[Edit: broken link repaired.]


Free Speech

Yesterday, my college had the honor of hosting Salman Rushdie, who held a private Q&A session with a small number of students and faculty (myself among them), before giving a public lecture. It was utterly fascinating in many respects; I will restrict this post to one issue in particular that he brought up.

In the public lecture, Mr. Rushdie said that the defense of free speech is most important when it is speech that disgusts you. He then related the story of a movie which was made after Khomeini had issued the fatwa against him. This movie, called International Guerrillas or something similar, told the story of a group of "guerrillas" (i.e. terrorists) who were determined to hunt down Mr. Rushdie and kill him. Rushdie was portrayed as living a debauched life in a palace in the Philippines, protected by the Israeli secret services. After several acts of cruelty against the guerrillas (not least, reading to them from the Satanic Verses), Rushdie is finally struck down by Allah himself, and thus justice is served.

A copy of this movie was brought over to Britain, and was submitted for certification. The certifying board was advised by their lawyers that this film was inflammatory, and that if Rushdie was attacked as a result of it, he could sue the board. They therefore were set to declare the film banned. Rushdie was placed in the unusual situation of protesting on behalf of a movie that advocated his murder, to ensure that it would stand or fall on its own merits, and not become a "hot item" simply because of the public opposition. (Cf. The Passion.) In the end, the movie opened to empty houses even in the predominantly Muslim areas, because it was a lousy movie.

I found this interesting most of all in light of a comment he had made in the private session about quiesence in the face of extremism. Speaking of the many protests in Britain where public figures called for his murder, Rushdie said with some agitation, "Not one of them was ever arrested."

Apparently, if you make a public statement calling for the death of another, you should be arrested. But if you make a work of art (or something approximating art) calling for the death of another, that art is legitimate and should be allowed.

I am not sure how to respond to this. One could argue this position on practical grounds, i.e. that a banned movie becomes much more powerful because it can remain underground, while public speech is in any event public speech. But I wonder how much of this comes from a poorly-justified elevation of "art" over simple speech. Conceptually, there is very little difference between the two, as far as incitement to murder goes. As an aspiring writer, I can understand why artists and intellectuals would want to secure a special status for their work. But I am skeptical that such a status should automatically exempt art from the "crowded theater" rule.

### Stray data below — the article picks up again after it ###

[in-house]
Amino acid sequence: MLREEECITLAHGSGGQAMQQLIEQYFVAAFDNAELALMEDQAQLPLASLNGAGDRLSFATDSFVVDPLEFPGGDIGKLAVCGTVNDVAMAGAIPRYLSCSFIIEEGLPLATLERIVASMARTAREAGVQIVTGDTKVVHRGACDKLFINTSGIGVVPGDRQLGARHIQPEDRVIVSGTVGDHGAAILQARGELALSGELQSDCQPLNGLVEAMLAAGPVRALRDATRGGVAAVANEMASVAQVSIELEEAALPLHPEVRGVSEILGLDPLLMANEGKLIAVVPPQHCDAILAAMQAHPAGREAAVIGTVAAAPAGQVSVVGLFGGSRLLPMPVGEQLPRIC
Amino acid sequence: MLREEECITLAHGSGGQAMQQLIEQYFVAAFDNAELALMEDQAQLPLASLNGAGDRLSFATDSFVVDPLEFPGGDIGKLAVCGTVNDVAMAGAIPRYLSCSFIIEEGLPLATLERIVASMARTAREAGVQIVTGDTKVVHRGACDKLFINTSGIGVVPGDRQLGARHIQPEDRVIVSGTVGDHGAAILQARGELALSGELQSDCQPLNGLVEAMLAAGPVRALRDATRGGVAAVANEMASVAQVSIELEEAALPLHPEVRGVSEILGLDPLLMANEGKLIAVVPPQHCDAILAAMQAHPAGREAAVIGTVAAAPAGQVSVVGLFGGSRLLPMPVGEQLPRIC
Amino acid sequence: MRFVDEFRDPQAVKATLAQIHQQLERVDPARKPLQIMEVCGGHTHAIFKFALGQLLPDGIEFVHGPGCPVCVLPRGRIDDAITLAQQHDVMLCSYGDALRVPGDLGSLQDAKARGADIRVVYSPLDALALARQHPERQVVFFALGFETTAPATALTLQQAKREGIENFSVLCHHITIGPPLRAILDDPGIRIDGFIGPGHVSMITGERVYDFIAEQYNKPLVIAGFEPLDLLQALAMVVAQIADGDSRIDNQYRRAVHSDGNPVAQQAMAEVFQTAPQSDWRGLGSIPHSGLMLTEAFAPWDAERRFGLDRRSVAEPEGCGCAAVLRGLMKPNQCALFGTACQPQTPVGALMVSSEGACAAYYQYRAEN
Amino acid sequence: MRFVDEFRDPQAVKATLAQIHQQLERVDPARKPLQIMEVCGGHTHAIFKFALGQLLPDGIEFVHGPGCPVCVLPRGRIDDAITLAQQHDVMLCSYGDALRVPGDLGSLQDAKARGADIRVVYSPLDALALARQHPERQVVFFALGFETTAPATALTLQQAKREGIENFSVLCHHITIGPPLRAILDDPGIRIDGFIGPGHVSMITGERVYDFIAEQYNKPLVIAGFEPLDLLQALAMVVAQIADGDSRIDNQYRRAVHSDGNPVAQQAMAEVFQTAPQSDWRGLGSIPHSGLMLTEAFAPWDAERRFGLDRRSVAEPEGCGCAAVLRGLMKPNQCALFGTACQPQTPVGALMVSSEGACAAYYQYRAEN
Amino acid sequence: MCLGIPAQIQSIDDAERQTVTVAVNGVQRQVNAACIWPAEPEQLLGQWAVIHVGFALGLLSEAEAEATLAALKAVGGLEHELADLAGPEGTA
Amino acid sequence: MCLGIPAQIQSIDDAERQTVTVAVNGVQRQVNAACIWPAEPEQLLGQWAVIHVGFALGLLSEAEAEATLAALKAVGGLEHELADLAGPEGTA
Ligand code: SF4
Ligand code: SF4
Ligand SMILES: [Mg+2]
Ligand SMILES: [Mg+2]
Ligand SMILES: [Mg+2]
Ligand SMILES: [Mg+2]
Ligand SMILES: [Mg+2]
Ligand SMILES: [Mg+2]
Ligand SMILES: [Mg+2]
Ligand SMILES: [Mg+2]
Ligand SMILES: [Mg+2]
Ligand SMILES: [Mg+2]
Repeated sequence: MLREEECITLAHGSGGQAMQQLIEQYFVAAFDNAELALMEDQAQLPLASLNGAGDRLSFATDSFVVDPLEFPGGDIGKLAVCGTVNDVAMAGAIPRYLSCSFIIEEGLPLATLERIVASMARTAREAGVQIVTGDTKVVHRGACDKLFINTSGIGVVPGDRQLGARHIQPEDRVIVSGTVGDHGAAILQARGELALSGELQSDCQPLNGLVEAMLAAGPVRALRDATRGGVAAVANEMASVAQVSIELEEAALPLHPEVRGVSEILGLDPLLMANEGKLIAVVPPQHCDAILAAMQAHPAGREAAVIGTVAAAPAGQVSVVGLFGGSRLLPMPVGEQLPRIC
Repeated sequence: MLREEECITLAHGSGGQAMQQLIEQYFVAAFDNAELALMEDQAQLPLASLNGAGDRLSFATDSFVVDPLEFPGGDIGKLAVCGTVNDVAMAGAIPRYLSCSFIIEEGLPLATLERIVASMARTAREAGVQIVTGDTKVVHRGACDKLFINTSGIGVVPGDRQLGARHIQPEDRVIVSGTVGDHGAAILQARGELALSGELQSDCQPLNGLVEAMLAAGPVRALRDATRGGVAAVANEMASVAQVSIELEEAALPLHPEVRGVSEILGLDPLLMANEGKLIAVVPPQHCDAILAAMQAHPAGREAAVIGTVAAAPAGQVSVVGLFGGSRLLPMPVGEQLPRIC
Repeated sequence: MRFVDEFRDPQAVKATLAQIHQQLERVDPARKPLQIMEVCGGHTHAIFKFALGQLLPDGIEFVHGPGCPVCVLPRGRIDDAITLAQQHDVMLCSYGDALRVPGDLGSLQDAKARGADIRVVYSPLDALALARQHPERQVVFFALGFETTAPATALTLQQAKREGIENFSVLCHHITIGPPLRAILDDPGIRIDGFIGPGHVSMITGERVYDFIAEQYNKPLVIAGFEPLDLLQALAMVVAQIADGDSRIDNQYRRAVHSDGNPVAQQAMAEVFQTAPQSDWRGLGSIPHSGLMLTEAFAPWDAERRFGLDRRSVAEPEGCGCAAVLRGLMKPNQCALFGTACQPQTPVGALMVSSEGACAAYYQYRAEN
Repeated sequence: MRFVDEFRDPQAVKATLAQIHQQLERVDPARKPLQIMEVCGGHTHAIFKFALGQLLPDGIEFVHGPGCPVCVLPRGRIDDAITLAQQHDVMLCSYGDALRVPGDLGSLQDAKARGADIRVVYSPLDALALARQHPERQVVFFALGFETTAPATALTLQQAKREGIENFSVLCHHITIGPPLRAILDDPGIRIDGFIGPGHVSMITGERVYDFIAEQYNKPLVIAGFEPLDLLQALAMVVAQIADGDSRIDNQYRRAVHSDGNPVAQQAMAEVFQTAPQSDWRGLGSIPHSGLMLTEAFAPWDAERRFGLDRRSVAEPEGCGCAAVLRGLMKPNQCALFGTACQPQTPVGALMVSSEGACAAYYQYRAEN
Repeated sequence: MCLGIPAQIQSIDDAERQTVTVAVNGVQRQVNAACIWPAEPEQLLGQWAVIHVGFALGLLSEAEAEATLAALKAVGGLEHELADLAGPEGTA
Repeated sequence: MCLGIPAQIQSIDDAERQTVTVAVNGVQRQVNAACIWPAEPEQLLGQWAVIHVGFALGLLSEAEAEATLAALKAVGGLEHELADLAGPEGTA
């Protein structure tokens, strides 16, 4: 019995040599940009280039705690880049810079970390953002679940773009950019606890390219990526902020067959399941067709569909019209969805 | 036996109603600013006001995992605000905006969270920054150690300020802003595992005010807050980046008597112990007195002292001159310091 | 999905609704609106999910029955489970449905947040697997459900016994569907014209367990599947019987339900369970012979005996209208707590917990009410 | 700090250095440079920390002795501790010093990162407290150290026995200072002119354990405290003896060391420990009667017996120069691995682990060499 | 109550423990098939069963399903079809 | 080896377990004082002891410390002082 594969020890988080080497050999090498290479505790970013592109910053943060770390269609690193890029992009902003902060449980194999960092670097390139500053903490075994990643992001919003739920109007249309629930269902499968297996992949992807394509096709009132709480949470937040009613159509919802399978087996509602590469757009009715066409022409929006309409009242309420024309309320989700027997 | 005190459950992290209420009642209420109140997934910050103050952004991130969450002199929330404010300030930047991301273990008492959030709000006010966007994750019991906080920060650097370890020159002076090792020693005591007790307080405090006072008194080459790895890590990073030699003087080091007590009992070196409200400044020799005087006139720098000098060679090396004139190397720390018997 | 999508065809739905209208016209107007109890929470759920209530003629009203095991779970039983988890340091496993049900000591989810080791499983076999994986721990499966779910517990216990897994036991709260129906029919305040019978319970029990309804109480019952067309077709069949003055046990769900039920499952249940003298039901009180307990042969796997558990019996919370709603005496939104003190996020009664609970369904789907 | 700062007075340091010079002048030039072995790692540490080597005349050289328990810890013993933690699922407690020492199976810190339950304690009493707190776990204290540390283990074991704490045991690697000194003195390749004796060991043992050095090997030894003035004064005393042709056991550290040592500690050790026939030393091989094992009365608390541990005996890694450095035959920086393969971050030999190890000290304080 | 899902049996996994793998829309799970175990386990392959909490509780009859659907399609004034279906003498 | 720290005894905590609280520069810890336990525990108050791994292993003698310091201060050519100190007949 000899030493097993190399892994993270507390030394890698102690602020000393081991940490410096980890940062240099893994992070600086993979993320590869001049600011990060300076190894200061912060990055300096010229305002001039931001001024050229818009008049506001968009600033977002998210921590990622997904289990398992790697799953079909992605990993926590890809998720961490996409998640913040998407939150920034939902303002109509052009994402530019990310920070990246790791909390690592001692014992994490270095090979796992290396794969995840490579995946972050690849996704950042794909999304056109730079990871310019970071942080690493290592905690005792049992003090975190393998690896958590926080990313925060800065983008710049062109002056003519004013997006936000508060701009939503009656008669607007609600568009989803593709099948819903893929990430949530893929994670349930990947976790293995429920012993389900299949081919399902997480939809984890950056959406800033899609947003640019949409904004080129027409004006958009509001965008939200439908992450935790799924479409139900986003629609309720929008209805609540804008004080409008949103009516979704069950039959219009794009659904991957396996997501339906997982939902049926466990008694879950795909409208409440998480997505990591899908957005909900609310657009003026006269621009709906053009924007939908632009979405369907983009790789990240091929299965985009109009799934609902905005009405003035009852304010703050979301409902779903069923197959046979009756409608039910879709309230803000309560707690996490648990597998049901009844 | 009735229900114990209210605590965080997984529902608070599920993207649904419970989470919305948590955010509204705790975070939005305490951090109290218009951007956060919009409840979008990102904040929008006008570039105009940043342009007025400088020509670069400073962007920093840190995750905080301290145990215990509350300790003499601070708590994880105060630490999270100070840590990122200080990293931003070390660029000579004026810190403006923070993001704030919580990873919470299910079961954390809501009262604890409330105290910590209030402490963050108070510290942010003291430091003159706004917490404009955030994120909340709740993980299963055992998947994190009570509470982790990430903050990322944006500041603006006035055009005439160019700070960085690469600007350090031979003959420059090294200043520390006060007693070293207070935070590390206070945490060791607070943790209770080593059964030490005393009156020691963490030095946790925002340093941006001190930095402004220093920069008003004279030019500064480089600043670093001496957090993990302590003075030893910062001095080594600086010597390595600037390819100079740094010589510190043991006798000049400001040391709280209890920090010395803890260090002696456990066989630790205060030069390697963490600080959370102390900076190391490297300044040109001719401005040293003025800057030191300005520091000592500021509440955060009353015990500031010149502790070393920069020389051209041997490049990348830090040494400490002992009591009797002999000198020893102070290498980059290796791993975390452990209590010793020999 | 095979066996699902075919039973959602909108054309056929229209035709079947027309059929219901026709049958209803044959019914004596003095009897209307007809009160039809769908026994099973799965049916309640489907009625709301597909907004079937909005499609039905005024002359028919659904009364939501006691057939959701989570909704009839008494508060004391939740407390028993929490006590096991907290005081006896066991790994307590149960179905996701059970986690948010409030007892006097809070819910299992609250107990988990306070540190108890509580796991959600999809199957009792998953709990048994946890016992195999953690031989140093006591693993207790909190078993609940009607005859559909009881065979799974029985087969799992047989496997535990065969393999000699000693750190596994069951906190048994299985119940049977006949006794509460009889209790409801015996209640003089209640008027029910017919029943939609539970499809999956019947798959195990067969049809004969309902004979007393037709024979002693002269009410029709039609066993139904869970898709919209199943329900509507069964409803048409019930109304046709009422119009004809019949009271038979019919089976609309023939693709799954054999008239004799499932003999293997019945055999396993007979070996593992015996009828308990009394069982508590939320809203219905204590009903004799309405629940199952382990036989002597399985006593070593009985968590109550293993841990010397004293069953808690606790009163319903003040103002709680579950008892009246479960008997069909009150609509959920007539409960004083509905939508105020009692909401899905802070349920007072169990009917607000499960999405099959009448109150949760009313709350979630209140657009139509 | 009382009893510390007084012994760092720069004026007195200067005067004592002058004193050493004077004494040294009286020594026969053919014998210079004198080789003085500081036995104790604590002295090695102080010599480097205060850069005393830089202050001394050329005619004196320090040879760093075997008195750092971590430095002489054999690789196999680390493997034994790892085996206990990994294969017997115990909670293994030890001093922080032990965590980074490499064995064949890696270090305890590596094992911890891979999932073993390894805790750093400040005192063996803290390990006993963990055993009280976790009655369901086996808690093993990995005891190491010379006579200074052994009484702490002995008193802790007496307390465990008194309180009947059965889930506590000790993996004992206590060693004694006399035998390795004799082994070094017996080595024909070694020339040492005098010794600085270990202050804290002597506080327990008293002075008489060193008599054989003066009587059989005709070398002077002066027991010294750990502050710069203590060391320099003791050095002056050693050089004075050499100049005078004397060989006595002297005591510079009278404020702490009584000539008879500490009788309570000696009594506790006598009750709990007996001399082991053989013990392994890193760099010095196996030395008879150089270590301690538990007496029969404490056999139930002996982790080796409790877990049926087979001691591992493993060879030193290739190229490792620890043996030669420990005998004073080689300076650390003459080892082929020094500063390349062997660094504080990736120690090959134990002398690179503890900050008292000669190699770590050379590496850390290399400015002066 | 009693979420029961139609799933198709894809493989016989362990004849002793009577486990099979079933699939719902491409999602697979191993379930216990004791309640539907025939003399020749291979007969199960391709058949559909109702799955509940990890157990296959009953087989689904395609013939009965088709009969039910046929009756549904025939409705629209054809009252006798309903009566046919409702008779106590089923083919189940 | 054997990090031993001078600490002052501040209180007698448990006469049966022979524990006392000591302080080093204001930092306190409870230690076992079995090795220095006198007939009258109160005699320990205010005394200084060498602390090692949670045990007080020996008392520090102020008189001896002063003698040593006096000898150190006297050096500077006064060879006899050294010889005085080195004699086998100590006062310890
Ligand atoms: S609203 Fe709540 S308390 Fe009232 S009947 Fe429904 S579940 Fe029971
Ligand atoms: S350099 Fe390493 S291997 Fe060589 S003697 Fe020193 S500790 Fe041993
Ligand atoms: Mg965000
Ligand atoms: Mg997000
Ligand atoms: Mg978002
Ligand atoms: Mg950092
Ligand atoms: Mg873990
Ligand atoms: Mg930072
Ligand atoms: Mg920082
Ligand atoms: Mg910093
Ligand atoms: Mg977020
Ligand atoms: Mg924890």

But I remain undecided on this point.

In other news, David Carr of Samizdata reports in his incomparable style:

Reports from Paris indicate that there has been a marked improvement in the condition of Yasser Arafat.

He's dead.


Small Arms Balance

The United States armed forces are getting to use their new capabilities to the fullest in the Falluja assault. Networked units, night-vision capability, close air and artillery support are flattening the irregular forces who have no good way to defend against the punishing firepower.

US troops are much safer now as well, thanks to the next generation of Kevlar and ceramic technology found in the new Interceptor Vests, the first body armor capable of stopping a 7.62mm round (used by the AK-47, AK-74, and many types of heavy machine guns favored by guerrilla and terror groups because they are cheap and plentiful).

A friend of mine noted that the present trend in military weapons manufacturing is to develop rounds with less and less power. He theorized that this was to ensure that the advantage stays with the side with the body armor, which is prohibitively expensive for guerrilla-type organizations. (The Interceptor costs over a thousand dollars, while the AK-47 can be bought in some areas of Iraq for less than a hundred.) At the moment, there are some rounds that can still penetrate body armor. These include hunting rounds like the 30-.06, and the .50 Barrett round; but both of these are expensive, and neither of them can produce fully-automatic fire, a necessity against a regular army.

In short, the irregular enemies of the modern army are overwhelmingly outgunned, and are much less capable of injuring their target.

How do they adjust? When possible, they attack easier targets such as the Iraqi police or National Guard, who are not as well equipped as American forces. This is a temporary situation, however, and in any event it does not prevent American troops from counterattacking. Irregulars also rely heavily on roadside bombs and other types of explosives, but the roads are coming under increasing surveillance, making it harder to plant the bombs safely. Moreover, the same advanced Kevlar is now armoring American Humvees and other vehicles, reducing the bombs' effectiveness.

It seems that the weapons-balance has returned to the days of the armored knight, pre-longbow. The army with the greatest budget and support structure is unstoppable.

Of course, nothing will stop the enemy from developing their own capabilities. Hizbullah apparently has developed an unmanned aerial drone, which flew over the Lebanese border a few days ago…

[UPDATE: I have been informed that there are indeed 30-06 and .50 rifles capable of automatic fire. But they remain much less common than the AK family of assault-rifles.]